I’ve always been a bit outspoken in regards to my thoughts on the Attitude Era. While I can see why it was popular at the time, I’ve found it to be a bit overrated.
That being said, back in late 2012, I enjoyed the first Attitude Era Blu-ray released by WWE. Even if the documentary was superfluous, it represented the era well, and included a nice balance of matches and promos to represent those years. Since that Blu-ray, we’ve gotten a lot of additional exposure to the Attitude Era, through both the Raw 20th Anniversary box set and, of course, the TV shows and PPVs featured on the WWE Network. While I certainly wasn’t upset to see a 2nd volume of Attitude Era announced, I was curious how the WWE could make this set unique. Fortunately, they did a pretty nice job.
The DVD runs approximately 6.5 hours, with 1.5 hours of Blu-ray extras. It is rated TV-14.
“Get It”: The Interviews & Segments
As I’m sure you’ve seen in previous reports on the site, Michael Cole is the host for the Blu-ray. He is featured very infrequently, though. He only shows up at the very beginning and very end, making his presence in the first place feel odd. In between various matches and moments, we do get some interviews with a number of different Attitude Era stars. I appreciated the list of talent used for the interviews a lot. Sure, we’ve got an interview piece with The Rock, and one with Triple H as well, but for the most part, some of the less heralded stars of the era were interviewed. This includes people like The Godfather, X-Pac, Sunny, and Jerry Lawler. There’s no real through-line for the various interviews; instead, they are a number of different “shoot interview” style stories about the moments and backstage life from the era. You will learn a few things you didn’t know from these interviews, making them worthwhile inclusions. As usual, I would have preferred more, but I thought we got a nice balance throughout the set.
Overall, I thought the segments were well-chosen. They represent the era well, even if there aren’t too many famous moments. Fans of unreleased footage will certainly approve of this fact. It may appear that there are many more matches than segments included on this DVD, and overall that is true, but a lot of the matches end up being glorified segments, since they break down pretty quickly. For example, the Kaientai match is really only included to set up the infamous Val Venis/Kaientai moment backstage. It ends up being a lot of fun going into a match only seeing the generic match listing, and then discovering which moment this ends up leading to.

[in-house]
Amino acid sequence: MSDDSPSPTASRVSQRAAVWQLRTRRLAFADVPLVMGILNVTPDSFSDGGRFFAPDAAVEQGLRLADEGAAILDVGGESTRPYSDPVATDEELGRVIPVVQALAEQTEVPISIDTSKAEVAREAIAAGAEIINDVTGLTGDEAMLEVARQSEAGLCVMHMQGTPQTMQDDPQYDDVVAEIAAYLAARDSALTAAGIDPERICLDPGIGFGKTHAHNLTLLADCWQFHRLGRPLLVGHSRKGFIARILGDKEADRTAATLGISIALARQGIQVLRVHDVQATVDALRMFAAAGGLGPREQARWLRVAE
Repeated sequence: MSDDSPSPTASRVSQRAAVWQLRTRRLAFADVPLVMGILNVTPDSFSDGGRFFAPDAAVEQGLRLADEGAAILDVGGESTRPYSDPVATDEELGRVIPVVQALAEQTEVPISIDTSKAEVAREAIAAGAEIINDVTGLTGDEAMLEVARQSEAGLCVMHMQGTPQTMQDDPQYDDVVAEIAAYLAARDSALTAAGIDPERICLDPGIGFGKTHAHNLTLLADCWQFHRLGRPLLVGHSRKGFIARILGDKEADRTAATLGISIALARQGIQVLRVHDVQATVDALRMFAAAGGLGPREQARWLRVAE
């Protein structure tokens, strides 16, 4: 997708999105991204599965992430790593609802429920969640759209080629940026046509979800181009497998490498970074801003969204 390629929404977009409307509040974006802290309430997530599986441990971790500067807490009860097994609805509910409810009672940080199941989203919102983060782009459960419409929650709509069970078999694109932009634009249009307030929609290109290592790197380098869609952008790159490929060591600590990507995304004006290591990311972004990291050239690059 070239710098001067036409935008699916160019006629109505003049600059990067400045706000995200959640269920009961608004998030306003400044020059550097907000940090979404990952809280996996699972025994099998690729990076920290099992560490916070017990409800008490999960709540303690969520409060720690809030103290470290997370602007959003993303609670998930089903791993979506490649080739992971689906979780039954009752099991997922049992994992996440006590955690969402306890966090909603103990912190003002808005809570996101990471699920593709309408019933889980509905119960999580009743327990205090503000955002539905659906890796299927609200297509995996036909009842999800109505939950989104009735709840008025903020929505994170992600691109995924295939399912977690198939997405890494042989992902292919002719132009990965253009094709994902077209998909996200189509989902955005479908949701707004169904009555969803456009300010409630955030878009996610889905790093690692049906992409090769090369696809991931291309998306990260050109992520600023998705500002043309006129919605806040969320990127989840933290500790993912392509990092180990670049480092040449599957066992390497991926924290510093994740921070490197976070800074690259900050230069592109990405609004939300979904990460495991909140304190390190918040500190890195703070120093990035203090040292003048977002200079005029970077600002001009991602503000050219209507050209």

“My God, King”: The Matches
Note: I am not reviewing every match for this set; I’ve instead chosen to only focus on the more notable matches. The matches not reviewed were either very standard matches, or were glorified segments.
Owen Hart Vs. Shawn Michaels (Raw, 12/29/97) – ** 1/4
A great brawl that represents the Attitude Era nicely. I usually am not a fan of this style of match, but there was a storyline reason for the two to be brawling throughout the ring area, which helped give this match some focus. Being a TV match, there isn’t a clear ending, but as a storyline piece this was very well handled.
Intercontinental Championship Match: The Rock Vs. Ken Shamrock (Royal Rumble, 1/18/98) – ** 1/2
This is a pretty by-the-numbers title defense, but it really stands out due to The Rock’s performance. You can tell that he is pretty much nearing the end of his transition to a big time guy by this point, and he is in pretty firm control of the crowd throughout the match. While the match doesn’t have a “clean” finish, I still found it to be a pretty clever ending, so I can’t complain over that.
WWE Championship Match: Stone Cold Steve Austin Vs. Ken Shamrock (Raw, 9/14/98) – ** 3/4
Another pretty standard title match, with another non-finish, but Austin & Shamrock did everything they could with the amount of time they were given. The action is very fast paced, and the match feels longer than it really is. Austin was pretty much at the peak of his power at this point, so the crowd helps make this match work as well.
Six-Man Elimination European Championship #1 Contender’s Match: Edge Vs. Gangrel Vs. D’Lo Brown Vs. Jeff Jarrett Vs. Droz Vs. Marc Mero (Raw, 9/18/98) – * 1/4
While this match is pretty short, and not super memorable, I wanted to single this match out because I enjoyed its inclusion on the DVD so much. It allowed us to see a number of lesser seen Attitude Era stars all in one place, which made for a fun watch. We also saw some of the start to The Brood formation, which was a nice piece of history that isn’t shown too often.
WWE Championship Match: The Rock Vs. X-Pac (Raw, 11/23/98) – * 3/4
There’s a memorable ending to this match, but it is pretty dull leading up to it. The Rock & X-Pac did not have much chemistry; X-Pac’s kicks looked particularly weak. I’ve seen much better from him before. I still found this was a nice representation of the Corporation at its strength, though.
Godfather & Val Venis Vs. Mark Henry & D’Lo Brown (Rock Bottom, 12/13/98) – **
Another great representation of the Atttitude Era’s midcard in this match. The Godfather gimmick had just started, and the pre-match segment, while pretty tasteless, was entertaining. The match itself is pretty standard (I’m guessing you’re starting to notice a pattern here), but everything surrounding it makes for an interesting watch.
Kane’s Career on the Line: Kane Vs. Stone Cold Steve Austin (Raw, 3/1/99) – ** 1/2